tv Newsline Prime- Time Newscast KCSMMHZ December 25, 2011 5:30pm-6:00pm PST
the leaders of japan and china try to chart a way forward on north korea. japan's prime minister noda and premier gin biotrying to figure out what to do about the evolving situation in north korea. they agreed to work together to maintain the stability of the korean peninsula. the leaders held talks in beijing.
they agreed their governments will keep in close contact following the death of north kreen leader kim jong-il. noda said they concluded that a nuclear free korean peninsula and peace are common interests for countries in the region. >> translator: it is very good timing for us to exchange opinions with china, the host of the six-party talks, and the country which has the most influence on north korea. >> translator: your visit is significant because in a few days it will be 2012 which marks the 40th anniversary of normalized ties. >> the prime minister said he and wen agreed japan china and north koreas will start negotiations early next year and asked went for help in breaking the deadlock over north korea's abductions of japanese nationals. noda is scheduled to meet
chinese president during the day. they, too, are expected to discuss north korea and boosting bilateral ties. north korea's state-run newspaper reported that kim jung ill issued orders shortly before his death. the paper says his son jong-un had them carried out the following day. his first task as new leader. on wednesday carrying an article reporting that shortly after 9:00 p.m. on december 16th, the late kim issued a written order for the government to provide cod and herring to pyongyang residents. authorities announced kim died on morning of december 17th. observers in south korea suspect kim may have died earlier than was formally announced saying the article is an effort to reply to such speculation and emphasize that the late kim worked hard for the people right up until his death. sources say the article aims to reinforce jong-un's legitimacy as a successor by creating an impression he has been governing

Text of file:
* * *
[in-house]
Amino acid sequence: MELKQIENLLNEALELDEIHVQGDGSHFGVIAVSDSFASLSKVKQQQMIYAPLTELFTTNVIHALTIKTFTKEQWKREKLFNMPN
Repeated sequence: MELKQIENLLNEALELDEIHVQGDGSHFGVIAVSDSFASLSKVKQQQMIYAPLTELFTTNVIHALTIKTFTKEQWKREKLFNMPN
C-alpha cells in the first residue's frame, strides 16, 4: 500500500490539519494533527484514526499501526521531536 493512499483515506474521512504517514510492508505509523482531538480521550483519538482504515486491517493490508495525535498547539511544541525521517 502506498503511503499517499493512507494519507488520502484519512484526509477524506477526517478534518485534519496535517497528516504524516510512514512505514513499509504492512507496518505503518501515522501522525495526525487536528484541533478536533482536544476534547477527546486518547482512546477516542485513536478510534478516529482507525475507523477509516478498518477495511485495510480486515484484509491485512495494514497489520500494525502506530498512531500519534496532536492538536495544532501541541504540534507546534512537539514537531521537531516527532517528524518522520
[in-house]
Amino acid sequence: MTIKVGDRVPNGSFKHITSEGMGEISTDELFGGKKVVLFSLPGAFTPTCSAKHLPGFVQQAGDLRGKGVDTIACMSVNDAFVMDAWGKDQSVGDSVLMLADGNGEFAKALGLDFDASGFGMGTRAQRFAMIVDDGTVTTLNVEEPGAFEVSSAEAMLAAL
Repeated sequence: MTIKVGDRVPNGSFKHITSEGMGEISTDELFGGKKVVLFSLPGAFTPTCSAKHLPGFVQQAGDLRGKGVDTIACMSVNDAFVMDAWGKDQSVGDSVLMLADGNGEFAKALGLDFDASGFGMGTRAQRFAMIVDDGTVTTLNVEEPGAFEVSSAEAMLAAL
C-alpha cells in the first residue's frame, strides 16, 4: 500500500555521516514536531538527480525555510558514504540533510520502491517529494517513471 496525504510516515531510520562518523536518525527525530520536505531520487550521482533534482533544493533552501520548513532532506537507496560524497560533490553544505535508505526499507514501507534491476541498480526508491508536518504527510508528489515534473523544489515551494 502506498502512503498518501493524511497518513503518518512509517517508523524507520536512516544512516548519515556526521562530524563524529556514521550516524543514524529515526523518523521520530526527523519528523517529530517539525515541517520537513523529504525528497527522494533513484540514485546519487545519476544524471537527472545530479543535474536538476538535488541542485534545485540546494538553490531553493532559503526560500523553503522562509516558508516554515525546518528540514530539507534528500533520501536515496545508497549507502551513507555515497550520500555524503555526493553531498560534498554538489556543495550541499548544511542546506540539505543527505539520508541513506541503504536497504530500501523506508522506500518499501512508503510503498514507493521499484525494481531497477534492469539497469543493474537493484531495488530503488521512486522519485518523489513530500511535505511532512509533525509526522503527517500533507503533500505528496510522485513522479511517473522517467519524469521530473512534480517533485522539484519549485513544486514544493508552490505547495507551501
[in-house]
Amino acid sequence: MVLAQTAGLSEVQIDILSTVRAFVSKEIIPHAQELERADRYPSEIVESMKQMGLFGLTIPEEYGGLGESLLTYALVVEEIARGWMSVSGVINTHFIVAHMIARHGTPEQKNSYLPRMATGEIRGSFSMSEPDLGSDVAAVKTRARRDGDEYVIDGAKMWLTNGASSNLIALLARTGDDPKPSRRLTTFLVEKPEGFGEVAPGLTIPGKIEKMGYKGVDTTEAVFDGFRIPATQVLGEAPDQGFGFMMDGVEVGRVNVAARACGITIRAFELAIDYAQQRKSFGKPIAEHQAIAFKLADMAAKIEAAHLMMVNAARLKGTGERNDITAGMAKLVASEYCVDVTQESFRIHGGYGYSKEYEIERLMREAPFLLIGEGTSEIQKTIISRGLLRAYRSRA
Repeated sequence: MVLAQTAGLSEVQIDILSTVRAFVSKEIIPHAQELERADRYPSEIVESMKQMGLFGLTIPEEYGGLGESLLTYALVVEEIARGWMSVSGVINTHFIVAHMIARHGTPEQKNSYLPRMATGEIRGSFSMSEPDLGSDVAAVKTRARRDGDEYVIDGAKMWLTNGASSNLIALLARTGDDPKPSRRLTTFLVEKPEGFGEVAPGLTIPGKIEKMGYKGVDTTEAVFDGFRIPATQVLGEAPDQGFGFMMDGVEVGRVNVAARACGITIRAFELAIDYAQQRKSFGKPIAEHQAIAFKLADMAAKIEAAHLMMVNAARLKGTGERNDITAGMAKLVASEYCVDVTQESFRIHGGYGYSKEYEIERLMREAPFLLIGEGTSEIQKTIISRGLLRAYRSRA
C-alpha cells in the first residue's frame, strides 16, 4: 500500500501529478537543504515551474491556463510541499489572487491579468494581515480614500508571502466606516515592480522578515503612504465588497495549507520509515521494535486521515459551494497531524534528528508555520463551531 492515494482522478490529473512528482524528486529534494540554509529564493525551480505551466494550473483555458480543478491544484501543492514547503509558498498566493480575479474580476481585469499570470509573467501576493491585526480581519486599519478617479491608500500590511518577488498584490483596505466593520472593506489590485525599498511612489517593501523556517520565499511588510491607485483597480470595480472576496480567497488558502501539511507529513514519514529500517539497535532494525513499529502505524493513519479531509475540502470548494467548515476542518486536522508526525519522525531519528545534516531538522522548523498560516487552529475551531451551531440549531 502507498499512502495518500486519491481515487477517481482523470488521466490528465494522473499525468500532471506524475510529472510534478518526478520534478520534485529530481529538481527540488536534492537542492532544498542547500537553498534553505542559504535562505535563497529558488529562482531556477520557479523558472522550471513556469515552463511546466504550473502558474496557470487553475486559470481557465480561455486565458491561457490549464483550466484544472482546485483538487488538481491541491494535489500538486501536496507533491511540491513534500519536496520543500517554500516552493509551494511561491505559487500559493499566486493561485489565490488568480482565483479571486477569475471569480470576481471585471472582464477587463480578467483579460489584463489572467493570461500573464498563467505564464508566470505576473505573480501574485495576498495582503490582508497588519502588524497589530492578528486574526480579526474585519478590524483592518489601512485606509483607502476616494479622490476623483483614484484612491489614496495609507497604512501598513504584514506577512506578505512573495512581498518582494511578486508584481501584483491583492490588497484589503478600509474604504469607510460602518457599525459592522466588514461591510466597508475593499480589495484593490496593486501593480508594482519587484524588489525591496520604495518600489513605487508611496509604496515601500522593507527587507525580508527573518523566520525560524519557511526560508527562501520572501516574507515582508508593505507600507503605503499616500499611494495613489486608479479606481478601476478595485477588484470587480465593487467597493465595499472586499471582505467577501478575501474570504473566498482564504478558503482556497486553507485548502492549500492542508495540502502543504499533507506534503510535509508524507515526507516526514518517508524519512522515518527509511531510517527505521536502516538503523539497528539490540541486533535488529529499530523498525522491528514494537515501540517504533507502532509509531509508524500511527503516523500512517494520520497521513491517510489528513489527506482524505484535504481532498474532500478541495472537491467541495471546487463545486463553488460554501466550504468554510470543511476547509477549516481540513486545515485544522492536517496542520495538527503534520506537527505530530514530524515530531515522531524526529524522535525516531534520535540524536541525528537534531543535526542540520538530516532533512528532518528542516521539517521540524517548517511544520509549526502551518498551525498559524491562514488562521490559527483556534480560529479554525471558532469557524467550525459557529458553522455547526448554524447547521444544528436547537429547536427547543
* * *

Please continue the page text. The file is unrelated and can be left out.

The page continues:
the country based on his father's instructions. north korea has renewed its criticism of the south's restriction on south korean mourners attending kim's funeral. the south korean government has decided not to send an official delegation to the funeral. it said it will only permit a limited number of the civilian mourners, including the widow of the late president, kim dae-jung. the south korean president held the first inter-korean summit with kim jong-il in 2000. north korea's committee for the peaceful reunification of the fatherland said on sunday that the south lacks basic respect towards kim jong-il and hinted there will be catastrophic consequences for cross-border relations. in other news here on
"newsline," we go to ai. >> the japanese government is on board, encouraging firms to invest in overseas natural energy and offering loans specifically for such projects. the government has allocated 10 trillion yen, nearly $130 billion from its foreign reserves for the loans. the government backed japan bank of international cooperation is offering low interest loans to firms aiming to buy energy resources abroad. authorities say $830 million of the funds have been used so far, and some of the borrowers acquired the rights to develop liquefied natural gas in australia and new guinea. it will help japan secure more than 4 million tons of the gas, or 6% of annual imports. domestic demand for liquefied natural gas is growing because many of japan's nuclear power plants went off line after the fukushima daiichi accident. japanese retailers plan to